REVIEW by Phil Hall

for Cinema Crazed.

In OUT OF THE WOODS, underground film icon Antero Alli offers a challenging consideration of identity.  It is a provocative endeavor that mixes mysticism with sharp satire and rueful emotional drama, and the result is a profound statement on how we see ourselves and how we want to be perceived by others.

The framing aspect of the story is an interview between a documentary filmmaker and a reclusive mentalist named Charlie Atterbury, who abruptly walked away from a career that promised untold riches. When he falls in the forest and suffers a head injury, it leaves him with amnesia. A religiously obsessed traveler in the woods initially mistakes him for a zombie, but quickly discovers that Charlie now has the ability to read minds. A chance encounter with a talent scout stranded in a broken down car puts Charlie on an unlikely road in show business, complete with a new name (“Bill Shiner”) and a new focus as a mentalist performing in nightclubs. However, more detours eventually steer Charlie away from show biz glory.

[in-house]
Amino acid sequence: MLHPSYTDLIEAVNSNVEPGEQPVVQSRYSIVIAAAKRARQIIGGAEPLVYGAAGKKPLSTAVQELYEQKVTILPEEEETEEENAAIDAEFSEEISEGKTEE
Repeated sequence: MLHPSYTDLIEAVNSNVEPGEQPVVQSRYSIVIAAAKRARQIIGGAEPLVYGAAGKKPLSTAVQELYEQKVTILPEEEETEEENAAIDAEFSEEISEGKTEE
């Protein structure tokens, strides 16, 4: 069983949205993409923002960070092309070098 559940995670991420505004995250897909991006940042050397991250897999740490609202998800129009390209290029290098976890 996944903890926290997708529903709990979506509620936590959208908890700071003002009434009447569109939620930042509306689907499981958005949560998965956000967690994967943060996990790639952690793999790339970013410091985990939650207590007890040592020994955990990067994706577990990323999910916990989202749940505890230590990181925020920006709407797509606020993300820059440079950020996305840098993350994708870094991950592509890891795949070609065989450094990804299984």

Much of the strength of “Out of the Woods” comes in the subtle performance by Malachi Maynard as Charlie. While offering a deceptively timid demeanor that seems somewhere between blandness and catatonia, Maynard’s strikingly handsome yet perpetually distant Charlie serves as a magnetic platform for the other characters to attach their various neuroses and schemes. From his emotionally clingy girlfriend (Alicia Ivanhoe) to the eccentric traveler in the woods (Luka Dziubyna) to the oleaginous agents (Andrew Gurevich and Robin Coomer) that groom Charlie into a nightclub star, everyone sees Charlie for what they want to see, but not for what he really is. The ensemble cast provides richly textured interpretations of unfortunate souls unable to moor their needs to someone that cannot see them for what they are, if only because he is unable to establish his own self-identity.

“Out of the Woods” carries the virtues of Alli’s canon: handsome cinematography (by the filmmaker), a screenplay that is not afraid to take the viewer into difficult intellectual terrain (after all, how often do you see an anthropomorphic tree spirit in a contemporary film?) and devious flashes of dry humor, particularly when Charlie is positioned into using his mentalist powers for audiences. And Sylvi Alli, the filmmaker’s real-life and reel-life collaborator, is here as the elusive forest spirit and as one of the creative forces on the haunting soundtrack.


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